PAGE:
• I love this example. It’s a disaster and it doesn’t add to the experience. My current story would be the frustration I get every time I now am anywhere near a Starbucks. I went to post the mail and the local starbucks shows up on my phone. I have no interest in starbucks at that time. The coverage area is overextended and it then isn’t a convenience, or context aware. It will piss people off. Plus the last time I went into the store….. My balance was zero and the barista had zero suggestions at that point. So I got my wallet out.

  • Stanry Tan

    Yes. There are one or two supermarket are having trial on self checkout even IKEA store. With some guidance u can still checkout by yourself. There are still staffs nearby to assist.
    You go to through checkout counter for few reasons, transfer your items to carrying bag, your items go through scanners to total up the items as only the POS system recognizes the barcode for price.And the cashier or camera to verified all items were scanned and paid for.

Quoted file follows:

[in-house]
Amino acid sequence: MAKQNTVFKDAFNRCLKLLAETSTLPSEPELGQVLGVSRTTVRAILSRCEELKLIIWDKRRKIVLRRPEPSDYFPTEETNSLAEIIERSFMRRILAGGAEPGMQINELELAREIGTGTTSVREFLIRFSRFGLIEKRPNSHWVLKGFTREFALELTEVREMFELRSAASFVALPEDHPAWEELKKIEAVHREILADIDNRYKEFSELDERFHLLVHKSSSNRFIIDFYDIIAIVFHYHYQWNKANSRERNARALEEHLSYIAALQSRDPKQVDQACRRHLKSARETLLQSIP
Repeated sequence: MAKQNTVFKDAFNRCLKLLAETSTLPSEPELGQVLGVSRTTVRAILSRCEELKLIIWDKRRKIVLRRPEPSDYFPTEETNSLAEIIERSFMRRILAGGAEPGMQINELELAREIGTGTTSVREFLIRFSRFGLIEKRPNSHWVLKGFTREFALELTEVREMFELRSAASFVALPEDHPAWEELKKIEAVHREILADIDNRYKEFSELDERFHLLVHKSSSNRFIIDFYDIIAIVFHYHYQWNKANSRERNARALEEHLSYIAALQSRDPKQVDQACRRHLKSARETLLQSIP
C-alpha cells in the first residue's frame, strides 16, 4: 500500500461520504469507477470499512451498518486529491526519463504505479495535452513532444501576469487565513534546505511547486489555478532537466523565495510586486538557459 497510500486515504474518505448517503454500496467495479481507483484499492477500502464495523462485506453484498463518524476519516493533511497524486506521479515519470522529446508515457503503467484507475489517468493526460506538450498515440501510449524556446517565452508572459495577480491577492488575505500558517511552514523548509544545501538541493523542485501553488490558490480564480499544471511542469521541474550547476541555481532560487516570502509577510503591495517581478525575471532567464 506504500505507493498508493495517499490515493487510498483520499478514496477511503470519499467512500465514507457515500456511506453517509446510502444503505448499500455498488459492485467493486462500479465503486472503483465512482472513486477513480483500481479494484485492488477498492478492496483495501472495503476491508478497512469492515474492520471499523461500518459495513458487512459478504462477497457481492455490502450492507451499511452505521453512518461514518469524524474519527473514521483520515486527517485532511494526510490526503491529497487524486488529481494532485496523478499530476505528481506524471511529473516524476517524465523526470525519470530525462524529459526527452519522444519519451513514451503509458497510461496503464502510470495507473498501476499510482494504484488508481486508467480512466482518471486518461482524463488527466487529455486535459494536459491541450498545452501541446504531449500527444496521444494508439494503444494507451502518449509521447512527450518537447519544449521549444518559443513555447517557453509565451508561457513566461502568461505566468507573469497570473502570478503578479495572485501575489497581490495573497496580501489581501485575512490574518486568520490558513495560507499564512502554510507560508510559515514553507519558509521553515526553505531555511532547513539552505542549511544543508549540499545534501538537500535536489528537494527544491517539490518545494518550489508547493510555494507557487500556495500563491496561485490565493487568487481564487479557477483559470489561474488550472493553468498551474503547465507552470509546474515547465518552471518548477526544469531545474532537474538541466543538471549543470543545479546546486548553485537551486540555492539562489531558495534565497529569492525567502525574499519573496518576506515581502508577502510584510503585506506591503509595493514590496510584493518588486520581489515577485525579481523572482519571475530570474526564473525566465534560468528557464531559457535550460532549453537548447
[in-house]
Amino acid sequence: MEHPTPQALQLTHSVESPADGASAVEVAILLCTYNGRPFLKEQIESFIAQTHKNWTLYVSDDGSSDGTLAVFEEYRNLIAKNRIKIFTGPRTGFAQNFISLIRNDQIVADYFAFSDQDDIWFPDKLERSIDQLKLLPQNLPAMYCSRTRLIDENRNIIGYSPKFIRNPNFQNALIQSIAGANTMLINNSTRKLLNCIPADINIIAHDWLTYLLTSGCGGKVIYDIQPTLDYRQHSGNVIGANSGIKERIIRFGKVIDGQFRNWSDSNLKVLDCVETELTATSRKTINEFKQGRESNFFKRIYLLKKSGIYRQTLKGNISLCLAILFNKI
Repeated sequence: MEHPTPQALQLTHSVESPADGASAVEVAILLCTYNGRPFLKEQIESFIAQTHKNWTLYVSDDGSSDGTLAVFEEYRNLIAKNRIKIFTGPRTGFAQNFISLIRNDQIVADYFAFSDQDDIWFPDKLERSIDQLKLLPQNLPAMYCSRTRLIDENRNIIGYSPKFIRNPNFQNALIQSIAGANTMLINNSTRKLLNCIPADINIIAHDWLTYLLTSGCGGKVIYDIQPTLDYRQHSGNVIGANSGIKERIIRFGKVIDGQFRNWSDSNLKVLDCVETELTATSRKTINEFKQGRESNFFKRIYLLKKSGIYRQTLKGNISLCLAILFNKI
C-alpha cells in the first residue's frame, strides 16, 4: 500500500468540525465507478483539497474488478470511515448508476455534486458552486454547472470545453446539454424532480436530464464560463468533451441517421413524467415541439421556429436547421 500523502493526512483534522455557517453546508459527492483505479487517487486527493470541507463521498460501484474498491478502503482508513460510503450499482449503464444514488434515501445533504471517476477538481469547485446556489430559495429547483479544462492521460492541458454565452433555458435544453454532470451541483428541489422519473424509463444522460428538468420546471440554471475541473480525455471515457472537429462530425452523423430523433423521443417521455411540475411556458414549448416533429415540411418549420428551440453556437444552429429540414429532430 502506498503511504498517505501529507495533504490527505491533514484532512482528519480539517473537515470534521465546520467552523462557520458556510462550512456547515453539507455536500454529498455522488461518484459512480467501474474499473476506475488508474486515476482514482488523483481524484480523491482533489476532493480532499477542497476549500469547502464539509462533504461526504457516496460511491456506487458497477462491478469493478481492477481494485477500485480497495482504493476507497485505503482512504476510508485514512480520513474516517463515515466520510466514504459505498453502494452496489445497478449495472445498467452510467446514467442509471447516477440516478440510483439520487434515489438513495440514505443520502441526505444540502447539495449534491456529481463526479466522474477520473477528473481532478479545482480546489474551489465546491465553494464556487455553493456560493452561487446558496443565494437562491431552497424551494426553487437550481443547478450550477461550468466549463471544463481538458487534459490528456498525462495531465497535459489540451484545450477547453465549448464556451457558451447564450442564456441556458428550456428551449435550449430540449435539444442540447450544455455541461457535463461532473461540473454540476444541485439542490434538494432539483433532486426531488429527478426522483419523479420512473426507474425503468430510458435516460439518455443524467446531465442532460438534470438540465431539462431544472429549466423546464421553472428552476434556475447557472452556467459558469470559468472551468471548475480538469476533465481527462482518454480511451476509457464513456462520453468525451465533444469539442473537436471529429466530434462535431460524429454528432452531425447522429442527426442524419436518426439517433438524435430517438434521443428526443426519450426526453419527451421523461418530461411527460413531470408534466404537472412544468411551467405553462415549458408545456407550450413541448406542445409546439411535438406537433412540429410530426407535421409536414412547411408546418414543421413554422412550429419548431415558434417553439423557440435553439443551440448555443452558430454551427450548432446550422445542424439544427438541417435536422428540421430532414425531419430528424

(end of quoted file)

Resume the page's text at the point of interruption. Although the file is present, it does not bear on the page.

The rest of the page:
As such, Beacon or iBeacon of idea skipping queue cannot make sense. I don’t see how it can work, as shop owners you are worried people checking out items without payment.

    Even then using iBeacon or Beacon will not be able to be implemented on. Boarding buses or entering subway train station. It doesn’t give additional advantages to even customer because u still need to take out the phone, turn on screen or unlock the screen then open up the app and choose which item to pay like entering the gate. There are so many steps and clumsy.where else, NFC-enabled smartphone doesn’t required to power up the phone for payment. Just Tap and go. As the nature of NFC relying on the terminal for power up. Easy and Straightforward. Therefore both technologies iBeacon/Beacon and NFC will not be replacing each other, they may coexist to complement each other.